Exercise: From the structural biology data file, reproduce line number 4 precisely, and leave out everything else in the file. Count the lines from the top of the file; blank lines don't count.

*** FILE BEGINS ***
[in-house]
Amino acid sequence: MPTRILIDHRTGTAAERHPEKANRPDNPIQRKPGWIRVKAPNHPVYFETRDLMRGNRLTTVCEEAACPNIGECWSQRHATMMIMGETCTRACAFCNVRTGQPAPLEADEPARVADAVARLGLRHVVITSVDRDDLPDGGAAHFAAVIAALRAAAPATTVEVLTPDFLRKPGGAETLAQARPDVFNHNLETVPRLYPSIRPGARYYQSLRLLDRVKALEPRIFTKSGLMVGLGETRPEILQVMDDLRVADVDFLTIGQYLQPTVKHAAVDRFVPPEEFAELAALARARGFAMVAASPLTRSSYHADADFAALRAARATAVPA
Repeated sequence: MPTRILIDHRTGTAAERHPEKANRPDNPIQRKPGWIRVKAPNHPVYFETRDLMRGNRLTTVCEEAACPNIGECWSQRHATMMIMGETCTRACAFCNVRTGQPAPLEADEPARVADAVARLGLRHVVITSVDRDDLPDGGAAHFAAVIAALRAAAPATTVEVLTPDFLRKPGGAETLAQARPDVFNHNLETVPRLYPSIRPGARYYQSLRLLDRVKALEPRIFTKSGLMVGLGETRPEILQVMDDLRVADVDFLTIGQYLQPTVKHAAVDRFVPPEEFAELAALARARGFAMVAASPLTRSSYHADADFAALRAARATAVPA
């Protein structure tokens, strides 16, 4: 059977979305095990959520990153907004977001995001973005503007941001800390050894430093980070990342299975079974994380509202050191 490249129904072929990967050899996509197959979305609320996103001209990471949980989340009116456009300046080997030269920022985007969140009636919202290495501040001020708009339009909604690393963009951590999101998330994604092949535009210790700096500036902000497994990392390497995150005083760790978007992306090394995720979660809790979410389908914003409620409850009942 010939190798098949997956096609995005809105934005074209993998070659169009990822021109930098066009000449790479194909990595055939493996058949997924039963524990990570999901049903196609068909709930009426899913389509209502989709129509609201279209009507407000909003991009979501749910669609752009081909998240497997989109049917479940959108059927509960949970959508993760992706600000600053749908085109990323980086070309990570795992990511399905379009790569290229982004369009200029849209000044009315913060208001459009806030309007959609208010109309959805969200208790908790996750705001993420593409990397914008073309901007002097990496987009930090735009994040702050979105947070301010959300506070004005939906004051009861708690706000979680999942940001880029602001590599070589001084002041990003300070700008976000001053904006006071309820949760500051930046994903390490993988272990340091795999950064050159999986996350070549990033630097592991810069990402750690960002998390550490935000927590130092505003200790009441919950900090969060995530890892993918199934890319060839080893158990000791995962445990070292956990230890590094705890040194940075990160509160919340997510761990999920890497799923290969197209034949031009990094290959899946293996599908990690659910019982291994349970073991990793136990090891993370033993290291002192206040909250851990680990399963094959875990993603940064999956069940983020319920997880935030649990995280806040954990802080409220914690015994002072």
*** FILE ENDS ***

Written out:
């Protein structure tokens, strides 16, 4: 059977979305095990959520990153907004977001995001973005503007941001800390050894430093980070990342299975079974994380509202050191 490249129904072929990967050899996509197959979305609320996103001209990471949980989340009116456009300046080997030269920022985007969140009636919202290495501040001020708009339009909604690393963009951590999101998330994604092949535009210790700096500036902000497994990392390497995150005083760790978007992306090394995720979660809790979410389908914003409620409850009942 010939190798098949997956096609995005809105934005074209993998070659169009990822021109930098066009000449790479194909990595055939493996058949997924039963524990990570999901049903196609068909709930009426899913389509209502989709129509609201279209009507407000909003991009979501749910669609752009081909998240497997989109049917479940959108059927509960949970959508993760992706600000600053749908085109990323980086070309990570795992990511399905379009790569290229982004369009200029849209000044009315913060208001459009806030309007959609208010109309959805969200208790908790996750705001993420593409990397914008073309901007002097990496987009930090735009994040702050979105947070301010959300506070004005939906004051009861708690706000979680999942940001880029602001590599070589001084002041990003300070700008976000001053904006006071309820949760500051930046994903390490993988272990340091795999950064050159999986996350070549990033630097592991810069990402750690960002998390550490935000927590130092505003200790009441919950900090969060995530890892993918199934890319060839080893158990000791995962445990070292956990230890590094705890040194940075990160509160919340997510761990999920890497799923290969197209034949031009990094290959899946293996599908990690659910019982291994349970073991990793136990090891993370033993290291002192206040909250851990680990399963094959875990993603940064999956069940983020319920997880935030649990995280806040954990802080409220914690015994002072």